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When You Need Silence and Serenity–But a Sabbatical from Life isn’t Possible

water, Julian Böck

Some days everything just feels so loud. And so intrusive. The random thoughts screaming inside your mind. The tension sitting inside your body. The frustration sticking to your skin like glue. The laundry that needs to be folded. The 80 unanswered emails. The 80 other things that need to be done. When? When?

Especially for us highly sensitive souls, the noise, crowds, lights, do-it-now! thoughts, razor-sharp sensations can be too much. It can make us want to retreat into our dark bedrooms and not leave for a month. Because we simply want (need) to hibernate.

But what do you do when there’s still work to be done? Kids need to be fed. Your big project can’t wait. Neither can those important commitments. Retreating for a month inside that bedroom, or to some fabulous destination simply isn’t an option right now.

And that’s OK.

When I need silence and serenity, while still needing to tend to my to-do list, this is what helps, which might help you, too:

Putting on headphones: This somehow helps to shut out the world both outside and inside my mind. When I’m writing, I use OmmWriter, which is how I composed this post. The repetitive music and light background colors are soothing and clutter-free. They’re the opposite of loud! Big! Now! Overwhelming!

Reading poetry: Poetry (gently) forces us to slow down, moving from the roaring thoughts inside our minds to the poignant words we’re reading. I recently bought Alison Malee’s breathtaking collection of poetry, Shifting Bone, which I’ve been reading every day. (And I don’t say “breathtaking” lightly.) Here’s just one poem, and here’s another.

Turning off everything, including cell phones: This is so obvious. But it’s hard. What if there’s an important text or email we must return right now, right away? There might be. There might not be. Remember when texting, even cell phones, simply didn’t exist? It’s funny to think of it now. But we managed just fine. Maybe even better in some cases.

Technology is wonderful, and so is taking a break. Even an hour without our phones can feel luxurious. Yes, luxurious, the serenity spreading throughout our bodies. Because we’re not constantly wondering, “Did something come in?” We’re not constantly staring at the screen or refreshing our inbox. We’re less scattered. We aren’t scrolling, images and words flashing before our tired eyes.

It also helps to put your phone in a drawer or in another room. Hopefully, out of sight, out of mind.

Writing it out: Jot down what’s frustrating you. List all your complaints. Let yourself whine, and get out your grievances. And do so without judging yourself. Without calling yourself ungrateful or a jerk for complaining. Simply make your list. Let your frustrated feelings spill all over the paper. Maybe you even use this list eventually to reduce or eliminate these irritations.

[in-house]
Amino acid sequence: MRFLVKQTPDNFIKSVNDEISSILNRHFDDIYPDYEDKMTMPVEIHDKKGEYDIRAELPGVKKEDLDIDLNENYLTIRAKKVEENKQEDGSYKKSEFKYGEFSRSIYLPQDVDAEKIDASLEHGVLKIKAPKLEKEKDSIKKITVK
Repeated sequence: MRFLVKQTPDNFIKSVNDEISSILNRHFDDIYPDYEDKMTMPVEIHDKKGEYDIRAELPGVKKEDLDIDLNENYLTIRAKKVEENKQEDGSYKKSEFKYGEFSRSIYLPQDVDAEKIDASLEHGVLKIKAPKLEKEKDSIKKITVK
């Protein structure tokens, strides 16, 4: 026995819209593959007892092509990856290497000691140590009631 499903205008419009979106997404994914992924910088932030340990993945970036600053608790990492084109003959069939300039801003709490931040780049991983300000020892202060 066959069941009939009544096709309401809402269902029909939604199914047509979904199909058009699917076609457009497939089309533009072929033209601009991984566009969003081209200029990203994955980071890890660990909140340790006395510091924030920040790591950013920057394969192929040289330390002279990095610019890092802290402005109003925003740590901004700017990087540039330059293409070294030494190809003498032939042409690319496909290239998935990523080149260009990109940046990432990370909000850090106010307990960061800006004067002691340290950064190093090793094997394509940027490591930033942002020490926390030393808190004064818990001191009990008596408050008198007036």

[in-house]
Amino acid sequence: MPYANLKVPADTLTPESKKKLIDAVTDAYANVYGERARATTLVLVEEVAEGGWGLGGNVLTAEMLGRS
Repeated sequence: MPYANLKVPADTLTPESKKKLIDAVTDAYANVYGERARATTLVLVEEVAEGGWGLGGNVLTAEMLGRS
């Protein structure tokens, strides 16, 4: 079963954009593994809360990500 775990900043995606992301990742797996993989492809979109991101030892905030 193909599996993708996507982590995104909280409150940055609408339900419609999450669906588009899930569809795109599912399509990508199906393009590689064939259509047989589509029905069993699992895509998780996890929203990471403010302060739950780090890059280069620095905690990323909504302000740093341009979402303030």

Appealing to the senses: I’ve talked about this recently, because feeding our senses can be a direct path to whatever we need: nourishment, calm, creativity. What kind of calm can you feed your senses? Maybe you light a lavender candle. Maybe you put on classical music or a guided meditation.

Maybe you get up and sway from side to side. Maybe you sip some green tea or have a bowl of soup. Maybe you put on a warm cardigan. Maybe you look at an image of trees, or head outside to the park. (You can always mix technology with tranquility by keeping a collection of images on your phone that you find calming.)

Think about the different things you can do to calm each of your senses.

Digging deep: I think when we yearn for quiet and calm it’s because we’ve disconnected from ourselves. We’ve become out of tune with our bodies, with our core selves. We feel like we’re floating, and everything becomes a frustration. But really everything isn’t frustrating or scaring or overwhelming us. It’s often one thing. One concern or one theme.

What’s really on your mind? What’s really upsetting you? What’s really triggering this need to retreat? Maybe you feel out of control. Why? Maybe there’s a big decision you’re wrestling with. A certain doubt or fear. A big transition. A big change. Explore it. Write about it. Talk to a friend you trust. Or if you’ve been talking to too many people already, narrow your focus to yourself.

The above is by no means a list of antidotes and cures. I still might clench my fists and grit my teeth. But less so. Slowly, I’m able to access some serenity. Some silence and calm. As always, remember that what works for me might not work for you. Find methods, approaches and options that resonate with you.

What helps you access silence and serenity, particularly when taking a long break isn’t available? What helps you to feel calm?

Photo by Julian Böck.
When You Need Silence and Serenity–But a Sabbatical from Life isn’t Possible

Margarita Tartakovsky, MS

Margarita is an associate editor at She writes about everything from taking compassionate care of yourself at any weight, shape, and size, to coping healthfully with difficult emotions. Her goal is to give readers practical, empowering tips to better their lives, and to remind you that whatever you're struggling with, you're never, ever alone.

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APA Reference
Tartakovsky, M. (2016). When You Need Silence and Serenity–But a Sabbatical from Life isn’t Possible. Psych Central. Retrieved on August 23, 2019, from


Last updated: 7 Oct 2016
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